Tuesday, July 20, 2010


Last Monday my dear grandson Arlo and his sweetheart Cindy - you don't hear about sweethearts much anymore, but I think it is a very apt discription of how Arlo feels about Cindy, brought me some colored pencils to keep me busy in the hospital.
I was actually feeling rather numb at this point.  How could I have a heart attack when I am healthy and always have been?  Was this the beginning of the end?  Of couse we all have to die sometime but certainly not yet.  You get the drift.  Scared out of my wits.
But the colored pencils called.  I have never worked with them and there they were, and there I was with nothing to do except worry or play.  I opted for play.  First I decided to take some notes.
What were the names of the colors and how did they look when you pressed on them with three diferent pressures.  As you can see the heart attack did not improve my spelling.
I decided putting pressure on the colored pencils didn't feel like fun so I would see how two similar colors could be united using a comfortable pressure.  It is not at all evident but I very rythmically moved my hand as I was stroking the color onto the paper and that created little changes that were very satisfying to me at the time.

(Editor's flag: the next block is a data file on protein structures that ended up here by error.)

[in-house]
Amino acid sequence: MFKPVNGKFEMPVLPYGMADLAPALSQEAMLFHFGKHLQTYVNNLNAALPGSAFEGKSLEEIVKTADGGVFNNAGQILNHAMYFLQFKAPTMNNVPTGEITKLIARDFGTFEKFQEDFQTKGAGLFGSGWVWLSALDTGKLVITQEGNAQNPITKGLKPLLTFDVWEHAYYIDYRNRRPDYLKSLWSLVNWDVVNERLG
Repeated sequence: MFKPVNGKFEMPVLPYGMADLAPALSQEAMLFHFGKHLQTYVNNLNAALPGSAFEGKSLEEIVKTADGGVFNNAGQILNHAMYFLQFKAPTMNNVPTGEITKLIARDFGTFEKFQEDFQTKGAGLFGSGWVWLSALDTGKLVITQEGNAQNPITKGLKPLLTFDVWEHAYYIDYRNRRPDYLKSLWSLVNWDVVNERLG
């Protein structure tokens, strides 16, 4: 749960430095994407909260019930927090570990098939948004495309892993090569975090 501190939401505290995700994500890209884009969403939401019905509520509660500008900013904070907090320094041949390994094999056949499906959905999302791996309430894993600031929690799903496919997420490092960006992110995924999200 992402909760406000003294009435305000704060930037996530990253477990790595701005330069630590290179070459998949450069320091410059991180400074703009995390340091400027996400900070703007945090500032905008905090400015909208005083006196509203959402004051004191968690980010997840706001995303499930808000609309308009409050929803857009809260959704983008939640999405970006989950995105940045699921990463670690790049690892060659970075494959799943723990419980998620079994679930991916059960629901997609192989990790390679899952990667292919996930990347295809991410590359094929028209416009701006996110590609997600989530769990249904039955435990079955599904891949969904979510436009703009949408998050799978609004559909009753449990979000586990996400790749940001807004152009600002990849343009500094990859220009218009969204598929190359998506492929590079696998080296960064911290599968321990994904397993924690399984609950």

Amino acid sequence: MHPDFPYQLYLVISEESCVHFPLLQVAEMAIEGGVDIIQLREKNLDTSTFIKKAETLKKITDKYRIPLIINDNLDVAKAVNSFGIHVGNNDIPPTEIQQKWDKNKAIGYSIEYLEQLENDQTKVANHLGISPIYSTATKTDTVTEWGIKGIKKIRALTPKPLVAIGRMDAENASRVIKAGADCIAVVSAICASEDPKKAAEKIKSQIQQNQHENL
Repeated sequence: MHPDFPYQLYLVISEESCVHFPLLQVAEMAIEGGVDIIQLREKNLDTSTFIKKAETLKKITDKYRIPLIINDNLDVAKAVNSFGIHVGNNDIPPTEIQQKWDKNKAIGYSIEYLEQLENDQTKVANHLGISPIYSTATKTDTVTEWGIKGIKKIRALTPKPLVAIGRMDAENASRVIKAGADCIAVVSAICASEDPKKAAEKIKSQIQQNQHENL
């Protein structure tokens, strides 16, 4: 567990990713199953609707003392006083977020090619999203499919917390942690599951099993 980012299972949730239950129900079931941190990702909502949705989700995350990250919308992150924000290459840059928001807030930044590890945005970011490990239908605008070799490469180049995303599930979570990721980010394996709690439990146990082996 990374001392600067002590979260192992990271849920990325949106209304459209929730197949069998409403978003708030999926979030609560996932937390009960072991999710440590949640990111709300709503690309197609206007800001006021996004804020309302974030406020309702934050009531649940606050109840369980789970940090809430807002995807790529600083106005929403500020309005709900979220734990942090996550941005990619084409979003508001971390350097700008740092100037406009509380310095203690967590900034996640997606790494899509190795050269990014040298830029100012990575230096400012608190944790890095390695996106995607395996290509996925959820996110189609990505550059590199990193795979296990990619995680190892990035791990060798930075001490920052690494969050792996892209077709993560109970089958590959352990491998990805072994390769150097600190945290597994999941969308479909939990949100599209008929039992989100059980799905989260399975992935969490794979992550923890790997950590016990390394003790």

Next I decided to find colors that moved nicely into each other in a series.  This is something I have been working on in several media for many years but never before with this set of colored pencils

Now what?  I had no desire to render the inside of my room in colored pencils, although that might have been interesting, it seemed much to daunting, so I decided to simply keep making color progressions which were making me feel calm and content.  I thought putting them inside a shape of some kind would make things more interesting so I opted for a jar shape.

As you can see this is all very delicate and hardly there at all and yet it was extremely pleasurable for me at the time.  What I am wondering is this, if someone like me came around with an 'art cart' in the hospital where people were trying to cope with their feelings of fear and confusion would it be of some benefit?